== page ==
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Justice Society of America #23

by  in Comic Reviews Comment
Justice Society of America #23

If I had to name three characters that Geoff Johns has really brought to life in his “JSA” and “Justice Society of America” comics, the choices would be simple: Stargirl, Mr. Terrific, and Black Adam. While Stargirl was Johns’ own creation, I’ve been impressed with the amount of depth and character he’s brought to Mr. Terrific and Black Adam, and because of that I’m glad that Black Adam is the focus of Johns’ final “Justice Society of America” story.

Black Adam himself has certainly gone through a lot, not only in “JSA” but also the events of “52” and all of the aftermath mini-series (“World War III,” “Countdown,” “52 Aftermath: The Four Horsemen”). To be honest, it almost feels like he’s had so many different hands on him that it’s hard to get a feel for him. Is he a villain? A dark hero? Something in-between? Johns seems to be trying to take all of these different takes on the character as of late and bring everything to a resolution here, as we see Black Adam’s quest to bring Isis back to life continue and how that will affect Captain Marvel.

It’s actually a bit of a slow start, here, but under the circumstances that’s fairly understandable. Right now, Black Adam needed a clear motivation and direction, and Johns and co-author Jerry Ordway provide just that. It’s not quite a back-to-basics approach, but we are seeing him move back into the path of trying to make the world a better place, in his own particular way. And while I never read Ordway’s “The Power of Shazam!” graphic novel that this storyline ties into, it’s certainly a nice treat for long-time readers.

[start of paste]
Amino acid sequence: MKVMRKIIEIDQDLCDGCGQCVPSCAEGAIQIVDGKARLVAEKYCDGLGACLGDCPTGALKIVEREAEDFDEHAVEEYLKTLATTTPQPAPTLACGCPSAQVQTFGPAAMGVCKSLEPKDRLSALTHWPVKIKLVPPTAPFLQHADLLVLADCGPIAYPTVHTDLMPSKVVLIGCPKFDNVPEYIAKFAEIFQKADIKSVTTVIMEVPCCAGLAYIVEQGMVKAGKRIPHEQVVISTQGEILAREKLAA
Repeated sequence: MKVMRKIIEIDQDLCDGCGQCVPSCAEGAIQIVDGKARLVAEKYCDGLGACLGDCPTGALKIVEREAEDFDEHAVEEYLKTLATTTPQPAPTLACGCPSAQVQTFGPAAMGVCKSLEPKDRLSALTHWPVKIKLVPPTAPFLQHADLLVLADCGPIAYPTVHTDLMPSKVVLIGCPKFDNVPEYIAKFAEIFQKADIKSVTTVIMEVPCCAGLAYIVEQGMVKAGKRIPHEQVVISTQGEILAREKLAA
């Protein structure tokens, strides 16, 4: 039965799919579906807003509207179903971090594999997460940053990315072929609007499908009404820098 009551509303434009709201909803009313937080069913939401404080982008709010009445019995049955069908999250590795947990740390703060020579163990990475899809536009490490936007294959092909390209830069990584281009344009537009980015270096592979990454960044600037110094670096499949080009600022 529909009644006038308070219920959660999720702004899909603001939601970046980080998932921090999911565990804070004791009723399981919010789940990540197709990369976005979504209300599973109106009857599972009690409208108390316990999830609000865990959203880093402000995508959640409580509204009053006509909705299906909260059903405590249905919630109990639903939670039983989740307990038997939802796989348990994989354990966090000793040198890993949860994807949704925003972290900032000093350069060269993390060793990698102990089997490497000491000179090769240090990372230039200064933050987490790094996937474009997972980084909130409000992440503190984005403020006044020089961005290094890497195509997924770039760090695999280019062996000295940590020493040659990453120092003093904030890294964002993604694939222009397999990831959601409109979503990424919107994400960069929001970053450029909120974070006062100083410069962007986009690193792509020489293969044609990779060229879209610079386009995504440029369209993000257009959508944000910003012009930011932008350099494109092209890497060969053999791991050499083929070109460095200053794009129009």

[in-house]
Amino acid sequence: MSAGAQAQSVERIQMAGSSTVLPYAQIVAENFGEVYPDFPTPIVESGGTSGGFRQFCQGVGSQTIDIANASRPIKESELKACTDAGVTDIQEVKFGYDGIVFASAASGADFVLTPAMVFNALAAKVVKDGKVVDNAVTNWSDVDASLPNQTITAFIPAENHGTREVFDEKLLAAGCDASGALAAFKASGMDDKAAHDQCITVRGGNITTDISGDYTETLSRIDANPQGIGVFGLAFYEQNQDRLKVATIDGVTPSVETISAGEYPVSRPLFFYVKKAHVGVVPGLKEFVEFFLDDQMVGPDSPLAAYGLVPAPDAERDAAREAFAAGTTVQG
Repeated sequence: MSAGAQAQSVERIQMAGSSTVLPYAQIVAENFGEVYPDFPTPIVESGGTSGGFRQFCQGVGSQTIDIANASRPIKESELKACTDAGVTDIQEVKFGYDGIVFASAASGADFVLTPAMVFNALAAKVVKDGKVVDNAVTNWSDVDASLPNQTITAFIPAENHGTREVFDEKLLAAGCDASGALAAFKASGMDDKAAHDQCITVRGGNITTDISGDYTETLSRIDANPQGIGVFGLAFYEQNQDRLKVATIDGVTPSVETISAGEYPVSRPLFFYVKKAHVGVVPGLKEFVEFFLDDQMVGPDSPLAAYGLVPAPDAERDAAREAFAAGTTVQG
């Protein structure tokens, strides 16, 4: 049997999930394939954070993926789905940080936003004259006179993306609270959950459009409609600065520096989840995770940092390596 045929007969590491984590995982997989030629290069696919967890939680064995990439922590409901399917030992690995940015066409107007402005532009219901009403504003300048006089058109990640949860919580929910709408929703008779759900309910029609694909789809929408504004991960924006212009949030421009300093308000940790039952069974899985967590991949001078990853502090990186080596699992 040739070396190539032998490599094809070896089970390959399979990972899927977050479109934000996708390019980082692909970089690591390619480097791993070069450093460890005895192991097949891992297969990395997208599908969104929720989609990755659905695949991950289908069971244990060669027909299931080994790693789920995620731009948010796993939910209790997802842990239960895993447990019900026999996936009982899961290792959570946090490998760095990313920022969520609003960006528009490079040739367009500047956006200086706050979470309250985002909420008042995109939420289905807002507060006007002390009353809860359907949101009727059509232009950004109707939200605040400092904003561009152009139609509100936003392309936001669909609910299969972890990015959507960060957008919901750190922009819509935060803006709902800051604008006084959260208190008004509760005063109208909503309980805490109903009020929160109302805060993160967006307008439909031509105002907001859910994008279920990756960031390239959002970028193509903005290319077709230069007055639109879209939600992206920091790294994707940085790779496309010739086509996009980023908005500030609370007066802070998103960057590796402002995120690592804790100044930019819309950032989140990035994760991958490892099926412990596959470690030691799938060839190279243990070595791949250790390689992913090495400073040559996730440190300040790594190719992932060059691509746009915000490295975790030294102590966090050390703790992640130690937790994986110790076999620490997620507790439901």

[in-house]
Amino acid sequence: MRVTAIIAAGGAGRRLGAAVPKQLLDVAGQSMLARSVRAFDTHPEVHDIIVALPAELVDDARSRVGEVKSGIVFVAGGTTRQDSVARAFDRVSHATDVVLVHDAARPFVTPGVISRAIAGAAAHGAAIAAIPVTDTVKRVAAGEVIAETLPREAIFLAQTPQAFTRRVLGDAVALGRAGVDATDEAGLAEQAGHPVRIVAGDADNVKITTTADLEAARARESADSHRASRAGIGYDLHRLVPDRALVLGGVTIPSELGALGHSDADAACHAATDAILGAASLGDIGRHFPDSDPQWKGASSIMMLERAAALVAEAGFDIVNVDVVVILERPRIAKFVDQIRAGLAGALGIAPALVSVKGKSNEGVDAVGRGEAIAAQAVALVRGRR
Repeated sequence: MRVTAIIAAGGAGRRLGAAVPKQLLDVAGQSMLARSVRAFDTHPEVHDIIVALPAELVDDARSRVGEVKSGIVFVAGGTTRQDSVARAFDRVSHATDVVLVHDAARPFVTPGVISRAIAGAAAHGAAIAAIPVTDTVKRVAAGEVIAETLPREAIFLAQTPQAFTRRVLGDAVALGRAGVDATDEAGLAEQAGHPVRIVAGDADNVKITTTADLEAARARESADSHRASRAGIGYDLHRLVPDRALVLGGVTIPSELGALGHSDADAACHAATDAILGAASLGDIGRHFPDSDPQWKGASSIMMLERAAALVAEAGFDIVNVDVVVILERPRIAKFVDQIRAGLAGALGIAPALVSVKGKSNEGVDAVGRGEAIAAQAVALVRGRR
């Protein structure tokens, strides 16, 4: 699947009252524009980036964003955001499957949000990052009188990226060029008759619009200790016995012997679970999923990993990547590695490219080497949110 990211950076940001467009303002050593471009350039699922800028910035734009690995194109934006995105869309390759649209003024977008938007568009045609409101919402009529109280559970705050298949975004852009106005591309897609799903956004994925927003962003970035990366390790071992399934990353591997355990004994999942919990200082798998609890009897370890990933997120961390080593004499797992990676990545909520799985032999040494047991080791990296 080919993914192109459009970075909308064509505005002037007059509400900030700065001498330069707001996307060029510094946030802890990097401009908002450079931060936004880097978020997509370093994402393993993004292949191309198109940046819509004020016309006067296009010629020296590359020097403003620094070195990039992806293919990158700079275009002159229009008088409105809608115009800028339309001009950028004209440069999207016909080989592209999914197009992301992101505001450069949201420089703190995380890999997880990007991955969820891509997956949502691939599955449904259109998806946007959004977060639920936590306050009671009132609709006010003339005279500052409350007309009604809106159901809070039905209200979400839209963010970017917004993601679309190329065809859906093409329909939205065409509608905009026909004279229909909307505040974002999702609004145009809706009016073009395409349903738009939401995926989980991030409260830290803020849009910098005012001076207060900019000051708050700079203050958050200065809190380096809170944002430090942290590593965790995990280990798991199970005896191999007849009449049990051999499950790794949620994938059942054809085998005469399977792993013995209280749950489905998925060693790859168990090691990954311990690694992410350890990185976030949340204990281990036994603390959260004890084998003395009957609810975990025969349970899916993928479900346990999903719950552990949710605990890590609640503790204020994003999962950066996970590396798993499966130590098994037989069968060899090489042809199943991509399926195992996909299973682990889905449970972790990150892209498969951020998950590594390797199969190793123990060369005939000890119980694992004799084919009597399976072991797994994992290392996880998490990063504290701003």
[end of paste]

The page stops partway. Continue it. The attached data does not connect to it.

Speaking of Ordway, it’s great to see him drawing this story. I’ve always liked his soft art style, with its rounded facial features and gentle hair, and graceful sense of movement. Ordway always has such a nice approach to even the small details, like spirals of smoke coming off of an amulet, or the floor’s fracturing pattern when two super-powered beings slam each other back and forth. It’s a nice attention to detail, although it’s something you may miss in an initial reading.

I’m hoping by the end of this story that Johns and Ordway will have brought at least some level of closure to the character of Black Adam, but I’ll certainly settle for it just being a strong re-focusing of his goals and central character. Either way, I’m looking forward to seeing things pick up in the remaining installments. As strange as it may sound, it feels almost like the character has come home again.